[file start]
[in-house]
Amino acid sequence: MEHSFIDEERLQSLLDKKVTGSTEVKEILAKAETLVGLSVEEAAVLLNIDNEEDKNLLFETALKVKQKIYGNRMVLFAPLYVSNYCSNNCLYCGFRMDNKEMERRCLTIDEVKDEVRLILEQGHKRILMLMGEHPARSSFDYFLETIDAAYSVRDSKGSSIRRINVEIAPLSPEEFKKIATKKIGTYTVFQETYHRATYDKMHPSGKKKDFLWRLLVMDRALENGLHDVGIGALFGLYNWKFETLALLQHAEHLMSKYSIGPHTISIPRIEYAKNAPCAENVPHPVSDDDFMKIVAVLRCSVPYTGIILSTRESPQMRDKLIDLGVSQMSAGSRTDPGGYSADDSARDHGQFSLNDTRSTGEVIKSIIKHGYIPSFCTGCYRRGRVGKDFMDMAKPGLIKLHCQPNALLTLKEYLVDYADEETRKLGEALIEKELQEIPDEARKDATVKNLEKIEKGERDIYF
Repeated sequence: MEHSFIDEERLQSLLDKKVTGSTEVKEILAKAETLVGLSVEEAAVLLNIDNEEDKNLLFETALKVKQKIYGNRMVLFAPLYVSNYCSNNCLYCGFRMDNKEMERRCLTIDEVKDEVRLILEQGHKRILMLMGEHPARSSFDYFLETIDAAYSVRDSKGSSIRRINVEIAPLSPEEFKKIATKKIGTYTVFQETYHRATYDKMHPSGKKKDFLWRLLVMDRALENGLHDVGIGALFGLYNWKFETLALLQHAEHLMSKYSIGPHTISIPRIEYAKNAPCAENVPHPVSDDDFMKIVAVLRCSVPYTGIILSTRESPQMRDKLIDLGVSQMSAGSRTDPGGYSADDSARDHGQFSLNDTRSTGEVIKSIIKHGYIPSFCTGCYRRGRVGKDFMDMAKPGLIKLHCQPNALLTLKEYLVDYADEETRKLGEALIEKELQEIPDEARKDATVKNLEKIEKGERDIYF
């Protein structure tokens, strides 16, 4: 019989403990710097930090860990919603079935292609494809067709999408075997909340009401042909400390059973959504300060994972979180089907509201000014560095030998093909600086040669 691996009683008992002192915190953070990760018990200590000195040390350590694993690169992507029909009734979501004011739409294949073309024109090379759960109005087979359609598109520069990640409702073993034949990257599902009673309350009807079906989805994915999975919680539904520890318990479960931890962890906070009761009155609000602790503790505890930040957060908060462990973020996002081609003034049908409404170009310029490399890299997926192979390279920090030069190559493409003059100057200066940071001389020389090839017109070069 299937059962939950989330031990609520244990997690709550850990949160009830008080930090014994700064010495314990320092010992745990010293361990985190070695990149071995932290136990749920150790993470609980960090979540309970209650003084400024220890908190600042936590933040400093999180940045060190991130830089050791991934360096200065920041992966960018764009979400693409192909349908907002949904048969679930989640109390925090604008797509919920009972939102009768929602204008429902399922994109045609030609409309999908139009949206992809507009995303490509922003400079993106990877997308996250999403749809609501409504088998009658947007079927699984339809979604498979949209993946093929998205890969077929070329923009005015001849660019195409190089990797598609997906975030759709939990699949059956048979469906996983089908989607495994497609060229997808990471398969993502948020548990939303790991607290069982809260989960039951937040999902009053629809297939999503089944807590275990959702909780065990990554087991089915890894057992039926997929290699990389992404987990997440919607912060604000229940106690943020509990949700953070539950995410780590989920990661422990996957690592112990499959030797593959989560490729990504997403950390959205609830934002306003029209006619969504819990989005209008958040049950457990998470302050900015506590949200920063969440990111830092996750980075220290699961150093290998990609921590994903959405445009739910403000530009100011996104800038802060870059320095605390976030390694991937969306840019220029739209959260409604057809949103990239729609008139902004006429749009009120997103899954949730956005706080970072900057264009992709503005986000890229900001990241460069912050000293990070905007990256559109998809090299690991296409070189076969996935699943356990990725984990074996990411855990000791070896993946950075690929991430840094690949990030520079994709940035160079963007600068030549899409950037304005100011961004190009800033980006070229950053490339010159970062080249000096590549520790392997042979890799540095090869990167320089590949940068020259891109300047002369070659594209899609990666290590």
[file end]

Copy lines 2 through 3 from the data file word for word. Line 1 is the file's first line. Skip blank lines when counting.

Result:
Amino acid sequence: MEHSFIDEERLQSLLDKKVTGSTEVKEILAKAETLVGLSVEEAAVLLNIDNEEDKNLLFETALKVKQKIYGNRMVLFAPLYVSNYCSNNCLYCGFRMDNKEMERRCLTIDEVKDEVRLILEQGHKRILMLMGEHPARSSFDYFLETIDAAYSVRDSKGSSIRRINVEIAPLSPEEFKKIATKKIGTYTVFQETYHRATYDKMHPSGKKKDFLWRLLVMDRALENGLHDVGIGALFGLYNWKFETLALLQHAEHLMSKYSIGPHTISIPRIEYAKNAPCAENVPHPVSDDDFMKIVAVLRCSVPYTGIILSTRESPQMRDKLIDLGVSQMSAGSRTDPGGYSADDSARDHGQFSLNDTRSTGEVIKSIIKHGYIPSFCTGCYRRGRVGKDFMDMAKPGLIKLHCQPNALLTLKEYLVDYADEETRKLGEALIEKELQEIPDEARKDATVKNLEKIEKGERDIYF
Repeated sequence: MEHSFIDEERLQSLLDKKVTGSTEVKEILAKAETLVGLSVEEAAVLLNIDNEEDKNLLFETALKVKQKIYGNRMVLFAPLYVSNYCSNNCLYCGFRMDNKEMERRCLTIDEVKDEVRLILEQGHKRILMLMGEHPARSSFDYFLETIDAAYSVRDSKGSSIRRINVEIAPLSPEEFKKIATKKIGTYTVFQETYHRATYDKMHPSGKKKDFLWRLLVMDRALENGLHDVGIGALFGLYNWKFETLALLQHAEHLMSKYSIGPHTISIPRIEYAKNAPCAENVPHPVSDDDFMKIVAVLRCSVPYTGIILSTRESPQMRDKLIDLGVSQMSAGSRTDPGGYSADDSARDHGQFSLNDTRSTGEVIKSIIKHGYIPSFCTGCYRRGRVGKDFMDMAKPGLIKLHCQPNALLTLKEYLVDYADEETRKLGEALIEKELQEIPDEARKDATVKNLEKIEKGERDIYF